Here it is broken down.

1. Before the dive, float motionless in deep water.

2. Deflate all the air out of your BCD/ Rebreather.

3. Take a normal breath and hold it.

4. If you start sinking – you need less weight. If you find yourself bobbing out of the water – you need more weight.

5. Repeat the process until you are floating as close as possible to eye level.

6. If you are floating at eye level with all you gear on, that is what you want. Have weights by the side of the pool so you can add or subtract weight as you check yourself out. They make weights with snap links or have weights with some 550. Have a carabiner so you can hang them on your weight belt or if you have a weight belt with pockets, you can add or subtract weights as you need. Lastly, a good logbook can go a long way to help with what you will need.  

Use a Dive Weight Calculator

While manually figuring out the right amount of dive weights to gear up in works for many divers, others find it easier to use an actual calculator. Try using a SCUBA diving weight calculator. You’ll be able to find tons of calculator websites online. Enter the figures for the required fields and check if the suggested amount of weight works for you.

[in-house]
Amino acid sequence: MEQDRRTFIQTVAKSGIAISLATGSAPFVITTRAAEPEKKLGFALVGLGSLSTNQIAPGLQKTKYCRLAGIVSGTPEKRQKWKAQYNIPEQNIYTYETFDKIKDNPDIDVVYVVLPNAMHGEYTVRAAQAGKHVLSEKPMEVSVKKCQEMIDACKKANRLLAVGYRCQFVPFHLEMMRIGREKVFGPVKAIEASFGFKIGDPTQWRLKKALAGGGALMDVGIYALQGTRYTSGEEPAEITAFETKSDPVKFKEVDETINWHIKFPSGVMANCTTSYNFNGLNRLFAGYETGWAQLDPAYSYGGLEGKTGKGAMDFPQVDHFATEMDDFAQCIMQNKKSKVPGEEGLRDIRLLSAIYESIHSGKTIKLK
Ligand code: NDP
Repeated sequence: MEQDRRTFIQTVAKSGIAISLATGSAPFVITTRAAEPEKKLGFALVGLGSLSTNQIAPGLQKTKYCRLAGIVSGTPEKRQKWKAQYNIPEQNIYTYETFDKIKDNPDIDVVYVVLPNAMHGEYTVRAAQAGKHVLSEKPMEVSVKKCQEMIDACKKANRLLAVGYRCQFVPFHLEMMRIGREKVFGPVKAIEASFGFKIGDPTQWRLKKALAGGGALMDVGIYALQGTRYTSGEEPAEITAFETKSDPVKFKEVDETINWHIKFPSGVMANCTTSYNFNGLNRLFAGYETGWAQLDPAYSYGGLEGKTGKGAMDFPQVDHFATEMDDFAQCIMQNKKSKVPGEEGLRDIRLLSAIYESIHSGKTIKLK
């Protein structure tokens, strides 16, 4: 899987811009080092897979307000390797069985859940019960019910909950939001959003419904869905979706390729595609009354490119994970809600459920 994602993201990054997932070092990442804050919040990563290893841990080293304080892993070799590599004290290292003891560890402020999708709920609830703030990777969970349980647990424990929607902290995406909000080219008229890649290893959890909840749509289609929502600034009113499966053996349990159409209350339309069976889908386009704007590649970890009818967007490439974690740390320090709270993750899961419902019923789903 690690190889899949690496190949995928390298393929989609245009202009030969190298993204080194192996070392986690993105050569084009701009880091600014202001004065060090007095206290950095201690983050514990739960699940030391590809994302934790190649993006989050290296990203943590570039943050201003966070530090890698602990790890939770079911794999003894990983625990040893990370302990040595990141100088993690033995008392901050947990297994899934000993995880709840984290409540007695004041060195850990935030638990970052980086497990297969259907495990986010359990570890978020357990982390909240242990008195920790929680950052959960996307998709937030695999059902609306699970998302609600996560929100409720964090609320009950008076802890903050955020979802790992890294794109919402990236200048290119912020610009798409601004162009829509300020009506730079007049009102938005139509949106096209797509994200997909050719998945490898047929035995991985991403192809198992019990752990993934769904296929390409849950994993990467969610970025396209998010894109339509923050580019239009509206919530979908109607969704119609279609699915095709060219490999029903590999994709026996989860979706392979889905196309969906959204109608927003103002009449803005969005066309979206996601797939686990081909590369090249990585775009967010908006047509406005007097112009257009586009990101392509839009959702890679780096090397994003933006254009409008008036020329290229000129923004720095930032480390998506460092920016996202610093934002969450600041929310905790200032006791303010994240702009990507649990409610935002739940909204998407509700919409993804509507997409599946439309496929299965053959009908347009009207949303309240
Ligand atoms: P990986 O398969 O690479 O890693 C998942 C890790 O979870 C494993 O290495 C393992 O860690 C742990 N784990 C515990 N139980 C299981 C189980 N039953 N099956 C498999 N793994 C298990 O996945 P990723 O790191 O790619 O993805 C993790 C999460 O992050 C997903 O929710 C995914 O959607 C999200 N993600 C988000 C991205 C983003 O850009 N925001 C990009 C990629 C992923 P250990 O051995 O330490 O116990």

www.divestock.com/calc/weight/weight

Take 10% of your body weight in lead

A common rule of thumb, adhered by many divers, claims that a diver must carry weights equivalent to 10% of his body weight. While that does give you a specific range of the number of weights you need, it does not take many relevant factors into account. 

Factors such as muscle, fat, height, gear, and exposure suit are crucial when choosing weights and should be taken into account. For example, muscles sink and fat floats. A muscular man weighing 180lbs would probably need much less than 18 pounds of weight (even with a long 5mm), whereas a short stalky fellow weighing 180lbs might actually need more than 18lbs. This rule has led to many overweighted divers.

Don’t be overweight!

Many newer divers, and even some of the more experienced ones, dive with too much weight, either consciously or without knowing. Being overweight can lead to some bad situations. Sinking too fast is a common cause for ear problems. Now if you are overweight, you will add air to your BCD, now when you head to the surface to take a peek you will be pushed up faster than you want to go. You will also feel like you have to swim fast all the time, to stop yourself from sinking, and you will breath more air then your swim buddy.

Too much weight will also affect your body position, sinking your lower body and causing you to swim up. Even if you do manage to balance yourself properly, you will have much more drag through the water. Swimming downward for half of the dive does not look cool and looking cool is half (or more) the job.